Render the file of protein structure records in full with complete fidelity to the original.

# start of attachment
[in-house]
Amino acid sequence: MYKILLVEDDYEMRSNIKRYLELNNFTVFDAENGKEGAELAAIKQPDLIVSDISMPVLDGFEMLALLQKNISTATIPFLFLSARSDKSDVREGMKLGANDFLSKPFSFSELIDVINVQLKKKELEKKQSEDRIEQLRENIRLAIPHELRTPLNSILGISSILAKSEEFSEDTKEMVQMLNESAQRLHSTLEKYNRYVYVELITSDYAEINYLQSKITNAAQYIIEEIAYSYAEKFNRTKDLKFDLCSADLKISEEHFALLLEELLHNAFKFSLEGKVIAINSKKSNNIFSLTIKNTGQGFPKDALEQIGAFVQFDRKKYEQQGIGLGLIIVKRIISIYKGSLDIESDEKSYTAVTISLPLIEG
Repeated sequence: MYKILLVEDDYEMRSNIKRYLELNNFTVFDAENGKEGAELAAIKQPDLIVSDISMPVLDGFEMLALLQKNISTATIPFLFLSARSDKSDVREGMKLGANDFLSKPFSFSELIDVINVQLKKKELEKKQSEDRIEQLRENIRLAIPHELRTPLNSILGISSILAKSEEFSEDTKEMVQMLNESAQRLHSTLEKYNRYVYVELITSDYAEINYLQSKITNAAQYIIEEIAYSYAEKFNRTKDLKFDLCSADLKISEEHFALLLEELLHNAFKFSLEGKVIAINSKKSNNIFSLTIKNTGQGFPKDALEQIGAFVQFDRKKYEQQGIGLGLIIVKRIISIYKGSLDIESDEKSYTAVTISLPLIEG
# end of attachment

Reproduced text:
[in-house]
Amino acid sequence: MYKILLVEDDYEMRSNIKRYLELNNFTVFDAENGKEGAELAAIKQPDLIVSDISMPVLDGFEMLALLQKNISTATIPFLFLSARSDKSDVREGMKLGANDFLSKPFSFSELIDVINVQLKKKELEKKQSEDRIEQLRENIRLAIPHELRTPLNSILGISSILAKSEEFSEDTKEMVQMLNESAQRLHSTLEKYNRYVYVELITSDYAEINYLQSKITNAAQYIIEEIAYSYAEKFNRTKDLKFDLCSADLKISEEHFALLLEELLHNAFKFSLEGKVIAINSKKSNNIFSLTIKNTGQGFPKDALEQIGAFVQFDRKKYEQQGIGLGLIIVKRIISIYKGSLDIESDEKSYTAVTISLPLIEG
Repeated sequence: MYKILLVEDDYEMRSNIKRYLELNNFTVFDAENGKEGAELAAIKQPDLIVSDISMPVLDGFEMLALLQKNISTATIPFLFLSARSDKSDVREGMKLGANDFLSKPFSFSELIDVINVQLKKKELEKKQSEDRIEQLRENIRLAIPHELRTPLNSILGISSILAKSEEFSEDTKEMVQMLNESAQRLHSTLEKYNRYVYVELITSDYAEINYLQSKITNAAQYIIEEIAYSYAEKFNRTKDLKFDLCSADLKISEEHFALLLEELLHNAFKFSLEGKVIAINSKKSNNIFSLTIKNTGQGFPKDALEQIGAFVQFDRKKYEQQGIGLGLIIVKRIISIYKGSLDIESDEKSYTAVTISLPLIEG